23. Process of Flushing Dirty Pages

  24. Layout

  25. Ext2 Block Groups Boot Block Block group 0 … Block group n Super Block Group Descriptors Data block Bitmap inode Bitmap inode Table Data blocks 1 block n blocks 1 block 1 block n blocks n blocks • Ext2 file system partitions the disk blocks into block groups of the same size. • The maximum number of blocks in a block group is 8b blocks, b is the block size in bytes, because data block bitmap must be in one block. • The kernel tries to keep the data blocks belonging to a file in the same block group, if possible.

  26. Data Blocks Addressing Given an offset f inside a file, how to derive the logical block number of this block on disk? Get the file block number by dividing f with the block size. Translate the file block number to the corresponding logical block number by “Data Blocks Addressing”. (b/4)3 +(b/4)2 +(b/4)+11 b/4+12 (Blocks numbered with file block number) 1 3 11+b/4 12 … … … … … … “Address Mapping Table” 0 1 2 3 4 5 6 7 8 9 10 11 12 13 14 Inode -> i_block

  27. Allocating a Data Block To reduce file fragmentation, when allocating a block for a file, Ext2 follows this order: Get a new block for a file near the block already allocated for the file. Get a new block in the block group that includes the file’s inode. Get a new block from one of the other block groups. Preallocation of data blocks To reduce file fragmentation, each time, the file does not get only the requested block, but rather 8 adjacent blocks. When the file is closed, all the unused preallocated blocks will be freed.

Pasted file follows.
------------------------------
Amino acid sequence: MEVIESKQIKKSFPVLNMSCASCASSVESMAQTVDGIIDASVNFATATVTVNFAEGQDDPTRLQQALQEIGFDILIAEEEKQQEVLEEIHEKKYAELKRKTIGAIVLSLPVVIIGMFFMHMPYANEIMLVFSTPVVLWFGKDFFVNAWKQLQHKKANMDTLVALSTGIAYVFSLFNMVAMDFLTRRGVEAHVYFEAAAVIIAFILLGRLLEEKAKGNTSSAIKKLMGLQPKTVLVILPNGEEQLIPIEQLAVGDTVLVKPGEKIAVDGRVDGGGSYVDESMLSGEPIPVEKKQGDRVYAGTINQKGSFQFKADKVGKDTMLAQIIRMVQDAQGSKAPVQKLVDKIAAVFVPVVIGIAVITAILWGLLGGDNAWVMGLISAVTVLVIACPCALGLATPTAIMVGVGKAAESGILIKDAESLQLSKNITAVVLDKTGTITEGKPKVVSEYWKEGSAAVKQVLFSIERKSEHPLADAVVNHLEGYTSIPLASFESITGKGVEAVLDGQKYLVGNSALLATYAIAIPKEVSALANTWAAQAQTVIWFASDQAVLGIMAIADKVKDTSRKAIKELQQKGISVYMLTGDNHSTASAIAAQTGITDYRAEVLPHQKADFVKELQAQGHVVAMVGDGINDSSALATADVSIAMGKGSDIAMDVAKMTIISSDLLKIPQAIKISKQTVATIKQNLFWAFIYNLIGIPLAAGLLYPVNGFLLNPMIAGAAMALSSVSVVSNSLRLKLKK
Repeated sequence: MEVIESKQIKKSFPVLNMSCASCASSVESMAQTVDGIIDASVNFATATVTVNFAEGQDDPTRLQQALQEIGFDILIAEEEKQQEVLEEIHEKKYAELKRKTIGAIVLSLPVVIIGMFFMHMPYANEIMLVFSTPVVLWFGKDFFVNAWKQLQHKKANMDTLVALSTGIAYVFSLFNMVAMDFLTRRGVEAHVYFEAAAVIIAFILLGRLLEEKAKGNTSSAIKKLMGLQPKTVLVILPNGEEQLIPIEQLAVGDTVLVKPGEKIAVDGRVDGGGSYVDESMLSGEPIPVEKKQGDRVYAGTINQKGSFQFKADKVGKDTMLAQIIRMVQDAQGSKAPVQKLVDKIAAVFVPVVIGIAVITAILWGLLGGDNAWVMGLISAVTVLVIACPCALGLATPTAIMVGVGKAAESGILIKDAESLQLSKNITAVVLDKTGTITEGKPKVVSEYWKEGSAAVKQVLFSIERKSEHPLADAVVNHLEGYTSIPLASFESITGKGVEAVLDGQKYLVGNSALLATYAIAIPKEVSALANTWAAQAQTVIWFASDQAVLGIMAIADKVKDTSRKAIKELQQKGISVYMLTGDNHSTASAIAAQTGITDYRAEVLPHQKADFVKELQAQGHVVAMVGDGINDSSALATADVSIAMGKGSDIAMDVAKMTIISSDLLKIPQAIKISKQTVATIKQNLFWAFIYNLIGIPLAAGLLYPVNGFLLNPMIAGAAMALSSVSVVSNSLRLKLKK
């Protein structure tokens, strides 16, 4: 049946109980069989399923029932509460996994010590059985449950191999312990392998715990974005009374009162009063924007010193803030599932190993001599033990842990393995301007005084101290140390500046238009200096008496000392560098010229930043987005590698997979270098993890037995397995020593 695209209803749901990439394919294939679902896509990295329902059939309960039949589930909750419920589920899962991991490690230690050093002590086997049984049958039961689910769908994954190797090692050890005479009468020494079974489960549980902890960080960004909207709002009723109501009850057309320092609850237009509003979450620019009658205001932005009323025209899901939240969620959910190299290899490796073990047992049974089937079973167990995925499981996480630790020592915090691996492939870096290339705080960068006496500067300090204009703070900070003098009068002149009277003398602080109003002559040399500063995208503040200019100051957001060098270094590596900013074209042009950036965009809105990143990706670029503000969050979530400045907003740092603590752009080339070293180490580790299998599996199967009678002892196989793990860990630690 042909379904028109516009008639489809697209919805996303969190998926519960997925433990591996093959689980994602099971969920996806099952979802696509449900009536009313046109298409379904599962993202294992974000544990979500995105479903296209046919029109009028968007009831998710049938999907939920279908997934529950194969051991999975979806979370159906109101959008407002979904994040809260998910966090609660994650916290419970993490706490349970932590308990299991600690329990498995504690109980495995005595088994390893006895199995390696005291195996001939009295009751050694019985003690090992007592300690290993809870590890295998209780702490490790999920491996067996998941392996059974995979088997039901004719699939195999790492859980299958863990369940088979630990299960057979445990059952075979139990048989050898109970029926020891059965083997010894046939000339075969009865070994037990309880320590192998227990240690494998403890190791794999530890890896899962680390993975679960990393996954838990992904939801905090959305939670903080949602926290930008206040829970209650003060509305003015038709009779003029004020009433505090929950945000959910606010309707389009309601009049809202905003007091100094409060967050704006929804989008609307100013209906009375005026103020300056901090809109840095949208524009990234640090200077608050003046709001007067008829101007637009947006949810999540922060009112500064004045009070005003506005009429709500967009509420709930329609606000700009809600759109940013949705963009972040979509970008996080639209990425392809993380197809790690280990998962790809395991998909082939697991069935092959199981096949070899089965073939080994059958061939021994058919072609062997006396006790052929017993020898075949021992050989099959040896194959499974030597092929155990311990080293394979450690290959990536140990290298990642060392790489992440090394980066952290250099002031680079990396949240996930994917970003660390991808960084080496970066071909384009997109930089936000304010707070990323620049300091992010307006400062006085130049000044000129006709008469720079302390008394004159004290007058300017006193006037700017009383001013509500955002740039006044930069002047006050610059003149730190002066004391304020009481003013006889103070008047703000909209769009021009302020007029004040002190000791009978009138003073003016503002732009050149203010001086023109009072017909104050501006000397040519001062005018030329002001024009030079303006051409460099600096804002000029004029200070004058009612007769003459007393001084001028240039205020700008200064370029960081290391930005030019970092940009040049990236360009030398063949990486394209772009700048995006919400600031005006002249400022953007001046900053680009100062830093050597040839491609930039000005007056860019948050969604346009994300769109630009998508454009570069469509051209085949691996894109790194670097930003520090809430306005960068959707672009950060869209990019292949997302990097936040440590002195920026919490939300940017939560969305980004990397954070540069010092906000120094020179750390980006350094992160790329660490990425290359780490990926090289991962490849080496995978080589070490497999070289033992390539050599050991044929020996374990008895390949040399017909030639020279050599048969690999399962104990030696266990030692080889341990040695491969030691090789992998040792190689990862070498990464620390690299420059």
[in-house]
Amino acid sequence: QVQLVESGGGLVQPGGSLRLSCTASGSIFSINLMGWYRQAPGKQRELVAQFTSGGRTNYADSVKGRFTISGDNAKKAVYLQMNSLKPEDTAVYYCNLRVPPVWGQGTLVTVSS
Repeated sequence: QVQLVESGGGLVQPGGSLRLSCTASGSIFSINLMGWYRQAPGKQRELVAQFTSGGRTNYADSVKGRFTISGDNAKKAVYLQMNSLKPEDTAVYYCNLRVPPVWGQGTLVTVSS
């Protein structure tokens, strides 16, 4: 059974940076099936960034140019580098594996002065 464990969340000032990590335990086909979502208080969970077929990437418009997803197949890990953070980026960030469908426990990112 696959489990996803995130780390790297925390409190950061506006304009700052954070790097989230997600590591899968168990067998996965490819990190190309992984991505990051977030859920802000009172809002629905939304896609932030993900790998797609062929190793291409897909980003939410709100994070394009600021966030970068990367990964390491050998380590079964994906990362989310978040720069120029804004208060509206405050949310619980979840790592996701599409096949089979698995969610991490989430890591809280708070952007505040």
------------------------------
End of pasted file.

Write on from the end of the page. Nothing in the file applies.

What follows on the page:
28. The Ext3 Journaling File System Goal of Journaling file systems When doing a consistency check, the file system only needs to look in the journal part of disk which contains the most recent disk write operations, instead of checking the whole file system. This saves large amount of time after a system failure. Discard the changes, still constant. Two Steps in Ext3 Journaling Process A copy of the blocks to be written is stored in the journal. Apply the changes, constant. When the I/O data transfer to the journal is completed, the blocks are written in the file system. When finish, the copies in journal are discarded.